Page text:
Heavenly Father, Thank You for the trials You have allowed in my life. Help me to patiently endure those hard times so that I can be used to comfort and minister to others in their times of need. In Jesus’ name, amen

If you are in need of prayer for yourself or others, please Click Here

If you are seeking Jesus in your life or want to recommit your life to Him. Click here to learn more.

Rob Lavallee

Scriptural Seeds Ministries

http://www.scripturalseeds.org

September 25th 2016 – The Abused Spouse

“Therefore, there is now no condemnation for those who are in Christ Jesus.” – (Romans 8:1)

Do you, or have you ever known someone suffering from verbal and physical abuse from a spouse or someone dating? The truth is that 1 in 3 have been in an abusive relationship in their lifetimes.

I was stunned when I read the statistics, but the fact is that many people being abuse do not say anything for many years, if at all. The reason is that the abuser invokes such negative emotions into the victim. They feel shame, fear, anger and grief brought about by the painful words and physical abuse.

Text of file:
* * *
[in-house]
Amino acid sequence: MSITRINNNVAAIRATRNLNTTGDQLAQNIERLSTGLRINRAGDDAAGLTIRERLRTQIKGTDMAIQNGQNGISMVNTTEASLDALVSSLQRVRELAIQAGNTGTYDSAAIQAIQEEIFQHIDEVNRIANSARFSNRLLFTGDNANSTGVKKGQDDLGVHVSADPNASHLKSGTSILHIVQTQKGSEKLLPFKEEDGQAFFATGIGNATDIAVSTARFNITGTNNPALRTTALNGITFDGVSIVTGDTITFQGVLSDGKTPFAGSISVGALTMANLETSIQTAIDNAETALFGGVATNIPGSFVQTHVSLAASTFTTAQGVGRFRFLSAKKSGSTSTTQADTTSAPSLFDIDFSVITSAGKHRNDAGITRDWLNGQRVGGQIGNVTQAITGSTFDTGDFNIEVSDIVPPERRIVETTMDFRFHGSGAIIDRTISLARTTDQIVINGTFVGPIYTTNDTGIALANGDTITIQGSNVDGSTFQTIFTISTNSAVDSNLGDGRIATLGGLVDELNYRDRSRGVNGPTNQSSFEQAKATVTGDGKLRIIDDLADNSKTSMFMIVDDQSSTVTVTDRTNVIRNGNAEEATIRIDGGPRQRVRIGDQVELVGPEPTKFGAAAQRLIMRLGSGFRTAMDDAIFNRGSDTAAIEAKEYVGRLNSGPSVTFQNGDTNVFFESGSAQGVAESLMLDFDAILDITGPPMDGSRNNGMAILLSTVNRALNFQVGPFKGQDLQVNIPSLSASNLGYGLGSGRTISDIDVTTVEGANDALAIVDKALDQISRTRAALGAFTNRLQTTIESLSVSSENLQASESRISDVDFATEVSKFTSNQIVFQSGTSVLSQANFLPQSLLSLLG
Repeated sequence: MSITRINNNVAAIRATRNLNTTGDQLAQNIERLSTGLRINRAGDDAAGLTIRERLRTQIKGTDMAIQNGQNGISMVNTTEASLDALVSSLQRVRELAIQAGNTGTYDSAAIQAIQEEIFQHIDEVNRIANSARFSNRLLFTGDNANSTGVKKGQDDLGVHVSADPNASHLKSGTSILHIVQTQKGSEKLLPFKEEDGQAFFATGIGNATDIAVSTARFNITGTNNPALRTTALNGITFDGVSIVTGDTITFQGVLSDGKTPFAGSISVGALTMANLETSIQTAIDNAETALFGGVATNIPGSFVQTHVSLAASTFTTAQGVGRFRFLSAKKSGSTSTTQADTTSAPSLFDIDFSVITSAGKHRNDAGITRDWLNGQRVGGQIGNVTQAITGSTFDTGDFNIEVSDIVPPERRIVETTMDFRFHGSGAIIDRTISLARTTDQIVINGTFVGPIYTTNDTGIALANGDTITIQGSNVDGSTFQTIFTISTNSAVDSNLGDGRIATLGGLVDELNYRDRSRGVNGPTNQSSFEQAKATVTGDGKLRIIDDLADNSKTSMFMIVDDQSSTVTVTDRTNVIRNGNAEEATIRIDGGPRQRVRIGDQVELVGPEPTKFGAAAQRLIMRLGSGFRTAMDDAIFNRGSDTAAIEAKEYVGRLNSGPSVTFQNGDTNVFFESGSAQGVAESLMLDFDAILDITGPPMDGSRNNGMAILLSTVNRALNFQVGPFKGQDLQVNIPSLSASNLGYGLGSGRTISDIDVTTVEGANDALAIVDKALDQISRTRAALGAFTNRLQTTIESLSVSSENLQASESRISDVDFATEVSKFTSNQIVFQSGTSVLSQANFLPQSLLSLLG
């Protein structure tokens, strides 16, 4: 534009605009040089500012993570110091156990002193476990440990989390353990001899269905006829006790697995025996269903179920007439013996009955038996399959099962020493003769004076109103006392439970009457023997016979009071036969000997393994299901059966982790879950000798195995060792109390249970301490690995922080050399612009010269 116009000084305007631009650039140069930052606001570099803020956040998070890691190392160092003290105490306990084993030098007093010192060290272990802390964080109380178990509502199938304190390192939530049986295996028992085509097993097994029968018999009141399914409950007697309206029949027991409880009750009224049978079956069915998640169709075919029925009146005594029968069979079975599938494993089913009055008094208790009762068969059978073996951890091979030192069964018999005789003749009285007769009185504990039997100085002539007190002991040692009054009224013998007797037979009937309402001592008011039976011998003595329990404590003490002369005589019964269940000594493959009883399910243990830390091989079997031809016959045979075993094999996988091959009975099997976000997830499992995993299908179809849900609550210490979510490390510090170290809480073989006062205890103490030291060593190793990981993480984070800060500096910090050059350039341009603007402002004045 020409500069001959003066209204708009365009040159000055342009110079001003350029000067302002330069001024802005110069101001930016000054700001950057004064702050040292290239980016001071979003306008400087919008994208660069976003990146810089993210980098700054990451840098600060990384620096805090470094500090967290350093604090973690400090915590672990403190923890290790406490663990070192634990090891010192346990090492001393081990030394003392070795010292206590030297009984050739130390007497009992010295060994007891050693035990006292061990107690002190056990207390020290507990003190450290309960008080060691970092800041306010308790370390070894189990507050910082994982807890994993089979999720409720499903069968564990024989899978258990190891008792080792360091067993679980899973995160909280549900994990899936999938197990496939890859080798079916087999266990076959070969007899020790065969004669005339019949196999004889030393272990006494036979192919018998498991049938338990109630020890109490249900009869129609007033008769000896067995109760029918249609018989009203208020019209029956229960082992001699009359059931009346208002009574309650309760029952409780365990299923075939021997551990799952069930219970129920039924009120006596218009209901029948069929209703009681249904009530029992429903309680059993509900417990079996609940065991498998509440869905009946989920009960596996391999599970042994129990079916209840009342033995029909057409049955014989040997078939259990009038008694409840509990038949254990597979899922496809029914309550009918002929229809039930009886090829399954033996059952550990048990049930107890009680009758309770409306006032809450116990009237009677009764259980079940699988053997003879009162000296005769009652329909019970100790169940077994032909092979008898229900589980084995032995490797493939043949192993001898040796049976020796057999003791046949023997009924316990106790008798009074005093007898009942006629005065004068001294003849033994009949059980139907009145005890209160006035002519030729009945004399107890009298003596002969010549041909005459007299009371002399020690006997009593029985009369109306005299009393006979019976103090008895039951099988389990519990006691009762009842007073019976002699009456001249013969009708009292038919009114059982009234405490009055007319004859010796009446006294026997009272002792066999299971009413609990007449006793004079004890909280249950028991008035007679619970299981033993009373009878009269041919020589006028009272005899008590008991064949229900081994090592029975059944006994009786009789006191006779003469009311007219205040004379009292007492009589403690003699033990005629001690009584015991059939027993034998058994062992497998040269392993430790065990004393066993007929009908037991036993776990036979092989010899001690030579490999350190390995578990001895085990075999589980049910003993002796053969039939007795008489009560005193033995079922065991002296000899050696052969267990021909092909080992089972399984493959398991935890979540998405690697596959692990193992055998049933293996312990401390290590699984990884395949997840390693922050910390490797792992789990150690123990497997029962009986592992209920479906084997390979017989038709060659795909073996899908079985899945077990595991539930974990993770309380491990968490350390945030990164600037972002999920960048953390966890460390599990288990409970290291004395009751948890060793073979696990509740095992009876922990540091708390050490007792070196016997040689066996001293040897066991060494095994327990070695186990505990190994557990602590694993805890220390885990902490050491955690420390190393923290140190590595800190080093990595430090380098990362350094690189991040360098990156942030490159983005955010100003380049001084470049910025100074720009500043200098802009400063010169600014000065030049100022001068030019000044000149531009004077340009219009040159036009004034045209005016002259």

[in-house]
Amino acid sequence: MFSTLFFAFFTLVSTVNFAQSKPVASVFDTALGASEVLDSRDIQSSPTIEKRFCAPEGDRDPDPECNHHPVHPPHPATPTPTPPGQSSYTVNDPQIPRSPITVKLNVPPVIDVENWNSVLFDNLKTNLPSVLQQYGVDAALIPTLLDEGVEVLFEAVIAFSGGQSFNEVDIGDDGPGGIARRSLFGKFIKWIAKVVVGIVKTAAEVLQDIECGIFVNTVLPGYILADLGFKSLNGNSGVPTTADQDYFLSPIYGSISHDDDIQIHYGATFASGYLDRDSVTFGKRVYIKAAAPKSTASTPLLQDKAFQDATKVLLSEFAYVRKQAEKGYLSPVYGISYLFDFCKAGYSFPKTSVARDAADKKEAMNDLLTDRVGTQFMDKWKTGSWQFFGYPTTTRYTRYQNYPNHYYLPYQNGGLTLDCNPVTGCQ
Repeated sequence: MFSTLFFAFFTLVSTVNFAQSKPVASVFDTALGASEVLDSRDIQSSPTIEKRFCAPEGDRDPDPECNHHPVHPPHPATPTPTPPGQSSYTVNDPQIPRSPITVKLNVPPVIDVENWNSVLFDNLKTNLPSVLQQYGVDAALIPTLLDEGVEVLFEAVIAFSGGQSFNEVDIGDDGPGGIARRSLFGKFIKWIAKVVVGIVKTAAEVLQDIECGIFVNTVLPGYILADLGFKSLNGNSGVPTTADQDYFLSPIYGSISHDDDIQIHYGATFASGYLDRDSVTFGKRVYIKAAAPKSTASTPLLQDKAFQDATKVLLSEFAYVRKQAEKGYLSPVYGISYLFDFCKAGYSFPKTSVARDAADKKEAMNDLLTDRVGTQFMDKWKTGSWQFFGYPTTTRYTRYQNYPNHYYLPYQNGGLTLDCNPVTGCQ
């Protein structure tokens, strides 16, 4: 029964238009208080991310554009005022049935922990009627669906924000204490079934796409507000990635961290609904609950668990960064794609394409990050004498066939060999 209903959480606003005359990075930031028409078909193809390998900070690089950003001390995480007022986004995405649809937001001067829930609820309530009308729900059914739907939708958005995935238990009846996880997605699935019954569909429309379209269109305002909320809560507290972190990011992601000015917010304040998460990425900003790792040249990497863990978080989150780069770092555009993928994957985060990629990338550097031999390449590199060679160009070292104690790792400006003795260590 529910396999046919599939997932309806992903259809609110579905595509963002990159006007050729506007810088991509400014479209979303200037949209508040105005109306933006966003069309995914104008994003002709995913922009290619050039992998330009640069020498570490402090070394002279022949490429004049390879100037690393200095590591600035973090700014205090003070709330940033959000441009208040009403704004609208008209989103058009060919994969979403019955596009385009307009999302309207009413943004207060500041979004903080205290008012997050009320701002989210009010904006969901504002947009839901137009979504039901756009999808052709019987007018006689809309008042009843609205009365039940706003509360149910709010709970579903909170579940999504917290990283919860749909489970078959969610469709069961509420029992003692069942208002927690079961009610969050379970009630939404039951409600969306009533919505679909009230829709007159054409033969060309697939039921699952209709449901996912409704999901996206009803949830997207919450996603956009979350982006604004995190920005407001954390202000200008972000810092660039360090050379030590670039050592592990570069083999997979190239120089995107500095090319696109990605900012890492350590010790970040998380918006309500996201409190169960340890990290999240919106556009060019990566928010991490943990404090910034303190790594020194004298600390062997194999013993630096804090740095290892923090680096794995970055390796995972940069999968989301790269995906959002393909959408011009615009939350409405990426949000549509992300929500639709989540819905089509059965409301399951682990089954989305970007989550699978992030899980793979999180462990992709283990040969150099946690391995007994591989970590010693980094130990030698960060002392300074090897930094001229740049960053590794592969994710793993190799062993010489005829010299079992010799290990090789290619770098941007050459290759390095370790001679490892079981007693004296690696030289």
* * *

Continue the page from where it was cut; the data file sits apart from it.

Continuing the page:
Shame is a pervasive feeling of being inadequate as a human being. Every area of family violence causes shame. For example, children growing up in homes where a parent is committing adultery feel ashamed of their adulterous parent’s behavior and are similarly ashamed of the faithful parent who is trying to keep it a secret.

Spouses and children of alcoholics are ashamed of their loved ones drinking and the chaos it creates in their homes. When verbal abuse and labeling take place, shame becomes a dominant motivation for doing anything possible to avoid the continual reminders of inadequacy.